Join us for a look at the Southeast Asia market growth dynamics, emerging geopolitical realities, and trade trends in light of the current health crisis. In a town hall format, participants will share their thoughts and discuss the topic with the presenter.
Featured speaker will be LTC James "Randy" Johnson, Assistant Professor.
From the Department of Joint, Interagency and Multinational Operations (DJIMO) at the Command and General Staff College (GCSC) in Leavenworth, KS.
Professor Johnson will focus on how emerging geopolitical realities and market growth dynamics are creating a world of uncertainty in 2020 as companies navigate the impacts of the U.S.-China trade war, the Coronavirus challenge, and rising labor costs in China. As the world’s fourth largest economy and third largest bloc by population (650M+), Southeast Asia appears to be a promising international trade destination full of new laborers, new consumers, and a new frontier of economic opportunity already integrated into the global supply chain of Asia. Like an electric engine on a hybrid car, ASEAN could be the complementary economic power source to the giants of Asia and the world’s multinational corporations while driving the region’s missing economic and political cooperation to harness the global potential of Asia. Or is it?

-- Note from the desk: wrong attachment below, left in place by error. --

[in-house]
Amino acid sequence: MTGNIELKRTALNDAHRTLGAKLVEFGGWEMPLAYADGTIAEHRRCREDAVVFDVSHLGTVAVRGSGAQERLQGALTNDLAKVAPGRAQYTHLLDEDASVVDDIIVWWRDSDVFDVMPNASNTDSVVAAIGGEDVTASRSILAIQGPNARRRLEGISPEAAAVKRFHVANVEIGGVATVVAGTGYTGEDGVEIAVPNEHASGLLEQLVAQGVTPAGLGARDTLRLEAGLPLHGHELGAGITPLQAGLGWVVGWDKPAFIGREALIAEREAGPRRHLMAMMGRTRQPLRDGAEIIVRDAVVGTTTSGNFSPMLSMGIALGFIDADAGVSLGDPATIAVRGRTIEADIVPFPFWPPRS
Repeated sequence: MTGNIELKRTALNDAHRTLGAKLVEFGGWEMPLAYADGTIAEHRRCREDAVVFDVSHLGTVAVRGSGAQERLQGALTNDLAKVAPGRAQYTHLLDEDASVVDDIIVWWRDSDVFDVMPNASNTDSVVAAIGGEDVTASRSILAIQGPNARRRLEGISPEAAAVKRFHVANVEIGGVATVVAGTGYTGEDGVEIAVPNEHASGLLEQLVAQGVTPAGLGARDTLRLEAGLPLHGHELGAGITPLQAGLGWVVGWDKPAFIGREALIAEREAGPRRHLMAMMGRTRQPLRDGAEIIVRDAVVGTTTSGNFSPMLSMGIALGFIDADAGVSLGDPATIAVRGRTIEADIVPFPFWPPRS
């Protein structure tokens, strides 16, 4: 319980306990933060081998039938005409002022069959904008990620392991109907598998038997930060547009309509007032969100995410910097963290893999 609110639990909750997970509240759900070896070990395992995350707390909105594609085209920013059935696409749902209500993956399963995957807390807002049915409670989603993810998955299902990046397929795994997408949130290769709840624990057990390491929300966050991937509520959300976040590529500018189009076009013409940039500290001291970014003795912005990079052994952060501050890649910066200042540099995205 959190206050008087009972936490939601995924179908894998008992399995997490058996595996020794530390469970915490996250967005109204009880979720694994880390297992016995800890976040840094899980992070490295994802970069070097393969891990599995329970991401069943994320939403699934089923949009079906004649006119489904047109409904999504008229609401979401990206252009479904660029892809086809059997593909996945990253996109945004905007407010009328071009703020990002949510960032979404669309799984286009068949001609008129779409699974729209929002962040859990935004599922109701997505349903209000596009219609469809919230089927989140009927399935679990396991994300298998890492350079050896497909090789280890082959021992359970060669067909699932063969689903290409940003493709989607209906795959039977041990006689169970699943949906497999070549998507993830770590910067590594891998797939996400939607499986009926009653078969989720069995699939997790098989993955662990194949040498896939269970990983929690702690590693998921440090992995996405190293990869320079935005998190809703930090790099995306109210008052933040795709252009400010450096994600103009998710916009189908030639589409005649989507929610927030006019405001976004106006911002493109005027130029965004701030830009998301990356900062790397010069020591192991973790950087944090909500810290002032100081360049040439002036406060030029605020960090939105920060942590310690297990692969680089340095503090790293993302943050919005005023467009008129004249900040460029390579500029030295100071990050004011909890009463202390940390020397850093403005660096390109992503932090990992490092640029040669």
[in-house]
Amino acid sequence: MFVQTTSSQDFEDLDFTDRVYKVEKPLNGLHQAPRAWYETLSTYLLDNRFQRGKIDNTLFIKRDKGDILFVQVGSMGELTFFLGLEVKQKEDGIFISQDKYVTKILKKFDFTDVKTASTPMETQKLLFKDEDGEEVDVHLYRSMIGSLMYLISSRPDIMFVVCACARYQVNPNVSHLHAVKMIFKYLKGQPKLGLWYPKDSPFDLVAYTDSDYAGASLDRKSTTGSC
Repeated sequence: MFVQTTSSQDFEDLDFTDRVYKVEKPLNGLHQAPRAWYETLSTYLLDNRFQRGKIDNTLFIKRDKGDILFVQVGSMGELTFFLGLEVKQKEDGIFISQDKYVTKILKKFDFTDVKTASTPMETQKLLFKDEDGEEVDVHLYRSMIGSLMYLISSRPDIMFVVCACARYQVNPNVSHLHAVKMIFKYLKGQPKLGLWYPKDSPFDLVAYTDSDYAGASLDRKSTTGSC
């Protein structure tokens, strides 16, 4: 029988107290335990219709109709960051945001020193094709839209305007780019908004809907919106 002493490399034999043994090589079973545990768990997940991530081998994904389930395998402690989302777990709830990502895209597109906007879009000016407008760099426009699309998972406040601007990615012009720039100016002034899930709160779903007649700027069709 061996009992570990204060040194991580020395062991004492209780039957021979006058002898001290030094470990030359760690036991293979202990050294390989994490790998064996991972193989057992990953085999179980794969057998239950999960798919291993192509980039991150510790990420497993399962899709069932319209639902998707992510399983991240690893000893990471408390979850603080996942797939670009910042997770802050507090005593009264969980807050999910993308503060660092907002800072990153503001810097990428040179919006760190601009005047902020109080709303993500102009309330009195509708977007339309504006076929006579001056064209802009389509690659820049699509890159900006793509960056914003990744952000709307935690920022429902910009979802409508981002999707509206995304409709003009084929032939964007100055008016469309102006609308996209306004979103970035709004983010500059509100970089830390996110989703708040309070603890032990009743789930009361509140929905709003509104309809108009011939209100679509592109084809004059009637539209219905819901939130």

Southeast Asia Trade Trends takes a look at the geographic, political, historical, socio-cultural, and economic story of a region with enormous potential and challenges for the 21st century. Sitting astride the great Pacific and Indian Oceans with enormous natural resources, its ports long connected vibrant trade routes emanating from the Middle East, India, and beyond to the economic engine of Northeast Asia and China. Its politics represented a diversity of kingdoms now transformed into a web of governments from military juntas and communist politburos to emerging democracies and one-party city-states. Is this a region of untapped economic potential, Greenfield investment locations, export center for garments, electronics, and machinery and unique source of skilled laborers or a region full of rule of law concerns and corruption challenges? As Howard Schultz, CEO of Starbucks, said in 2013, “Southeast Asia presents a compelling growth opportunity.” How compelling is it?
The link to join the virtual event will be emailed to participants the day prior to the event.